The one hanging issue on both the House and Senate tax bills is oil, and it is turning reformers into backroom negotiators, pitting a Republican oil-state senator against a Democratic Texas colleague and forcing a nervous administration to hedge on campaign criticism of the windfall profits tax.
In the Senate, where the tax bill has been on the floor for five days, action came to a near halt yesterday as Sen. Robert J. Dole (R-Kan.), no enemy of the industry, tried to figure out how to head off a pro-oil amendment sponsored by Sen. Lloyd Bentsen (D-Tex.).
While confident he has the votes to beat the Bentsen amendment, Dole would prefer to avoid a record vote on the issue -- exempting 1,000 barrels of oil a day from the oil profits tax -- which is close to motherhood in states where oil is part of the economic lifeblood.
"If it comes down to a choice between mothers and oil, there will be a lot of dead mothers," one House aide, delightedly watching the Senate stalemate, said yesterday.
An aide to Bentsen, however, said the senator will not budge and intends to force colleagues, including Republicans tied both to the oil industry and to the Reagan administration, to vote against the exemption as a "matter of principle."
At the same time, House Democrats on the Ways and Means Committee, in casting about for a key oil negotiator for their bill, have come up with the unexpected choice of Rep. Richard A. Gephardt, a reform Democrat from St. Louis.
Gephardt came to Congress in 1977 vowing to do all he could to eliminate the influence of special interests. For the past week, he has been meeting behind closed doors with congressmen from Texas, Louisiana and Okahoma, attempting to determine what oil sweeteners will acquire, in polite language, their votes. t
"We've taken to calling him J.R.," a southern congressman said, referring to the lead character in the television show "Dallas," "but I'm not sure he likes it." An aide to Gephardt said he is taking the kidding well: "He laughs with an oily grin."
At stake in the negotiations on both sides of the Capitol are, at a minimum, $1.6 billion in tax breaks for oil, mainly targeted to independent producers, and conceivably in excess of $4 billion if the Bentsen amendment and a catch-all of other proposals were to pass.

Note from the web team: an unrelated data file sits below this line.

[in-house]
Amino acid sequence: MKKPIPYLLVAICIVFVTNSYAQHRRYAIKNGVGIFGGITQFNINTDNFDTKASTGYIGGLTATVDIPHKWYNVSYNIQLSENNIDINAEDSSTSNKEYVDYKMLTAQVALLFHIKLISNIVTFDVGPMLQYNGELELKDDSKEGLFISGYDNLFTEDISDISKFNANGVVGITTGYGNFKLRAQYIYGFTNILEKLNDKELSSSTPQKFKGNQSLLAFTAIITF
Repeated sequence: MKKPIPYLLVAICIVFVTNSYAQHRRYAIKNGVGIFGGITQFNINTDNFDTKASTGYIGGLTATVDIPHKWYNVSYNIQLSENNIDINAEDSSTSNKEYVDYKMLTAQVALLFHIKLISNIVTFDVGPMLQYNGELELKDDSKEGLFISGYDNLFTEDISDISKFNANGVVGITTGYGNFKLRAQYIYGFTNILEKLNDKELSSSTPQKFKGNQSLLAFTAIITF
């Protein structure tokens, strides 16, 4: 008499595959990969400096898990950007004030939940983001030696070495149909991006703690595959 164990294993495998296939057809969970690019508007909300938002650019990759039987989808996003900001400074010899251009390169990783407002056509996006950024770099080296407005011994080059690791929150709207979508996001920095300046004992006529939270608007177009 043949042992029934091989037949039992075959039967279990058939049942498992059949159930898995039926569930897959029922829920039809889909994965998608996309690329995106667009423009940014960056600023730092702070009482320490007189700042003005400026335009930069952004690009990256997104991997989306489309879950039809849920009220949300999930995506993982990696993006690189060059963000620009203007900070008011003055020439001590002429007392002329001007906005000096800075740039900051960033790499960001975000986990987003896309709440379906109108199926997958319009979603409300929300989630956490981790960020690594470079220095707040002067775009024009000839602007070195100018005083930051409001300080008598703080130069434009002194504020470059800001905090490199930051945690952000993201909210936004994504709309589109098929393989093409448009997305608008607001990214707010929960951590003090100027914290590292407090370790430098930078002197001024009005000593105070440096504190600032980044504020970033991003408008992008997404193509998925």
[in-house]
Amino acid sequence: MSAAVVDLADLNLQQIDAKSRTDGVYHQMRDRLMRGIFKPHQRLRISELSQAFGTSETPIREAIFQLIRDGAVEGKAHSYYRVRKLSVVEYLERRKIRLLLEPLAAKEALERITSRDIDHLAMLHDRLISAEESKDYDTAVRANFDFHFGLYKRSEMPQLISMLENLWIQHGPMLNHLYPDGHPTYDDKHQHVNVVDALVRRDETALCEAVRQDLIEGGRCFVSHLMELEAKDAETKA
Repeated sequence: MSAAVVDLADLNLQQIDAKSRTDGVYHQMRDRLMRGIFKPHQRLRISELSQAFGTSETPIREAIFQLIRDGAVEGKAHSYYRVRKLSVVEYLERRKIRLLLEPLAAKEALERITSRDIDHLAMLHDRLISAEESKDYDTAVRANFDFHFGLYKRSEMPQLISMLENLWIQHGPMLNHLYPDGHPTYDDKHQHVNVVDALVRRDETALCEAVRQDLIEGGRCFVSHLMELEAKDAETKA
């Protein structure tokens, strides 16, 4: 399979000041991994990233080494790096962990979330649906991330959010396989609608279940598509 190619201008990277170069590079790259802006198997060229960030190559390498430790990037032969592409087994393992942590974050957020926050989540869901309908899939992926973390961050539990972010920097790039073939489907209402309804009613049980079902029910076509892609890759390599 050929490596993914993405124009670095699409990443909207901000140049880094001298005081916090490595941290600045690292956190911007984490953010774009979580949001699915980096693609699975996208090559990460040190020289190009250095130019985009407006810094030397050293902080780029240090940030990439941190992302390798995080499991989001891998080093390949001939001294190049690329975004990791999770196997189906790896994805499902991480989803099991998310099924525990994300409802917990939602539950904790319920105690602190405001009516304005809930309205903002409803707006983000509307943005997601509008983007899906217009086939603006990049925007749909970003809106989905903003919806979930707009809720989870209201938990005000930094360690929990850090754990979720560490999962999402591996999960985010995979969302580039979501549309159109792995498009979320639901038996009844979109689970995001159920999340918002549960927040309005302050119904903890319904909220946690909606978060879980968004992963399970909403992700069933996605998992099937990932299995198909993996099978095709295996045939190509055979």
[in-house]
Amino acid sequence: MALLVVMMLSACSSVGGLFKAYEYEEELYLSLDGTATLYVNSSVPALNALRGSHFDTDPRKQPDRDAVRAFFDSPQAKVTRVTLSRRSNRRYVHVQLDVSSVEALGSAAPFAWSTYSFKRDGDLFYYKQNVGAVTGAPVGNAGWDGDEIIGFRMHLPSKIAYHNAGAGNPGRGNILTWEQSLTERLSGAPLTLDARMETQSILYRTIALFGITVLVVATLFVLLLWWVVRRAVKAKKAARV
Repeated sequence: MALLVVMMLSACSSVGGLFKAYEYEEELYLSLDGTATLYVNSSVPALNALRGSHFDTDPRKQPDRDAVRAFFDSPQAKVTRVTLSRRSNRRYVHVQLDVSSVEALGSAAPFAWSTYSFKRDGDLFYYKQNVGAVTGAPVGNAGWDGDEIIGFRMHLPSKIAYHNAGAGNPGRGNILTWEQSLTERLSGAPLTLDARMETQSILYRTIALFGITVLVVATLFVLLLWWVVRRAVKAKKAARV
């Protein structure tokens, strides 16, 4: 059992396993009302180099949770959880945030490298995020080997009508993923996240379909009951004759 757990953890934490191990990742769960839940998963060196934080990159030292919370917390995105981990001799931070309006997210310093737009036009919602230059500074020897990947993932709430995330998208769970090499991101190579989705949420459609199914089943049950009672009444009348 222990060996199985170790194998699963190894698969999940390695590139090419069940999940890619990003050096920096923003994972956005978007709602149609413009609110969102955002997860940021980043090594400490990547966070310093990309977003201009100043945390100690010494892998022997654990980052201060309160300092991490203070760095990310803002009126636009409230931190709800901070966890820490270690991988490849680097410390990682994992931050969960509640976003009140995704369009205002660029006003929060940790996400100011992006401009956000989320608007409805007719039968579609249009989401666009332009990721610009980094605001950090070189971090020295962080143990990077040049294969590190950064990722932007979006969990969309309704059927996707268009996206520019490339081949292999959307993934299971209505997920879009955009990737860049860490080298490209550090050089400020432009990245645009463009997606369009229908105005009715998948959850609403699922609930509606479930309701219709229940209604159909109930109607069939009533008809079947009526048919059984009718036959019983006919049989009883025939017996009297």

The basic starting point in all deal-making is generally conceded to be the present terms of the Senate Finance Committee bill on the floor for debate. It calls for the phased-down reduction of the profits tax on new oil -- oil discovered after Jan. 1, 1979 -- and a $2,500 annual tax credit for royalty holders.
Together, these two will cost the Treasury about $2.1 billion a year by 1986. Dole spent most of yesterday attempting to negotiate an arrangement with Bentsen under which the Texas senator would offer his thousand-barrel-a-day exemption, but then would permit some other oil-state senator or Dole to propose a less costly substitute amendment.
Dole said he is considering the elimination of the profits tax on new oil in a process to be phased in over four to six years. Most new oil is owned by independent producers and the accelerated tax break would cost an additional $1.6 billion in 1986.
Administration sources said they are watching this dueling over new breaks for oil with some trepidation because of the potential these conflicts have to force up the cost of the tax bill and to endanger the administration's commitment to balance the budget by 1984. Voicing these concerns, however, is difficult for administration lobbyists, because President Reagan has been highly critical of the profits tax in past campaign statements.
In the formal action in the Senate yesterday, an amendment giving users of the income tax short form the right to deduct a portion of charitable contributions was passed by a vote of 97 to 1, and privately owned companies were exempted from giving employes voting privileges when they provide workers stock under what are known as employe stock ownership plans.